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As a participant in the test categorizations, I'd be really interested to see details of that data. Which categories were the most distinct? Were there certain types of books with a lot of overlap? Did certain types of books shift categories? I think it would be helpful to see the data to understand the kinds of issues to consider for the next round. After all, talk threads are one thing, but categorization is another. For example, I noticed that although BISAC generally puts meditation in the mind/body/spirit category, OSC proposes to remove it from the renamed "paranormal" and put it into health. Should Wicca books classified with religion or with paranormal; what did the data say? I'm pretty sure science doesn't accept claims of any religion, no matter how popular, but we don't put all that in paranormal. My bookstore groups Medicine with health rather than science; did the data test point the other way? I did read the Thingology post, but I think given the amount of time and effort put into testing more sharing of details would be helpful. Not just the results, but the decision-making data and process. Openness is key in any supposedly collaborative effort, as OCLC is discovering as of late.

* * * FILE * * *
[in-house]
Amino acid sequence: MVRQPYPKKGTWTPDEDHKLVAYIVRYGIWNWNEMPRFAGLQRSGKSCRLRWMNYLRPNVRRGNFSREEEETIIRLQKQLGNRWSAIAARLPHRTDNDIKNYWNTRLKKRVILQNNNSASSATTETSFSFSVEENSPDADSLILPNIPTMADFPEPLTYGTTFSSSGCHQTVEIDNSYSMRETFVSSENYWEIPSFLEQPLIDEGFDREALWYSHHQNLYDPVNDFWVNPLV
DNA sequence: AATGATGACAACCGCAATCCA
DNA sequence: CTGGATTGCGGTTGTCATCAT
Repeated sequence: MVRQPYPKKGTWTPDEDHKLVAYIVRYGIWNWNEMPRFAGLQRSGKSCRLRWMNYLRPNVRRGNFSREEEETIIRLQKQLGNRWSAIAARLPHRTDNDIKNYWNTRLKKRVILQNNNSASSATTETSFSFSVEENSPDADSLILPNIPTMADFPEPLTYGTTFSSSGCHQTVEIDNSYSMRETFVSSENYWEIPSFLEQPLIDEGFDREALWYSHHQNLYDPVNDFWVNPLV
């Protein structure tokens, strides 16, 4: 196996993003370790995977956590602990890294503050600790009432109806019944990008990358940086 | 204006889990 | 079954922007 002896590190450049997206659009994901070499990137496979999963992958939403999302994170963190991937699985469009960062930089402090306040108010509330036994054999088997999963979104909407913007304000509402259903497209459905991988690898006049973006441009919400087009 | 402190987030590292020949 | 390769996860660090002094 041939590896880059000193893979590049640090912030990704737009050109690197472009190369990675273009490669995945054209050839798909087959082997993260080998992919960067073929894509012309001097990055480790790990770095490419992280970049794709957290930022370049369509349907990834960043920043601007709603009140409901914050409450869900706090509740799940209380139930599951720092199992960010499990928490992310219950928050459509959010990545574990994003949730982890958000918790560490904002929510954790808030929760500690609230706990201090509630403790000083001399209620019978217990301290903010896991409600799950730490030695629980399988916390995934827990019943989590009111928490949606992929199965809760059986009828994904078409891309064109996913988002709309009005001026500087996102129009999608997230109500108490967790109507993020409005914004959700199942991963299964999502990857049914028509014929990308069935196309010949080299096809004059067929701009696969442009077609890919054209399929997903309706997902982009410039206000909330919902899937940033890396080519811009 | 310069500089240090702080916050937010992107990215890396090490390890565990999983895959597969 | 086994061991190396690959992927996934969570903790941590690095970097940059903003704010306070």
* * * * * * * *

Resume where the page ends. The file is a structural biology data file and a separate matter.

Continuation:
Another way in which the first round classification data would be useful is with some tag analysis. For instance, if we could have the books that were classified as "religion" and then find out the tags used on them, with popularity of tags, and tag combinations, then that might help us think about the next level of categorisation for the "religion" category.
Hello. We are waiting to get a break down of the testing data from Tim. As soon as we get it we will post it to the wiki.
I think what would be very helpful is to create a sort of mock library of 1,000 or so non-fiction volumes that represent the typical holdings of a public library. From that we can arrange and re-arrange and see how these categories and sub-categories actually divide the books.
When we all work with our own imaginary libraries, we end up with entirely different conclusions shaded by thoughts of our own home collections and our own biases.
A 1000 is way too small. The smallest libraries have over 10,000 books. I, however, agree with the problem. I think a lot of people are in this game to classify their own books, not to provide public library access.
One solution might be to use the collection at one of the LibraryThing public libraries and their online catalog as a base collection.
Or everyone could go to their local public library and browse the stacks. Try to see what works and what doesn't.
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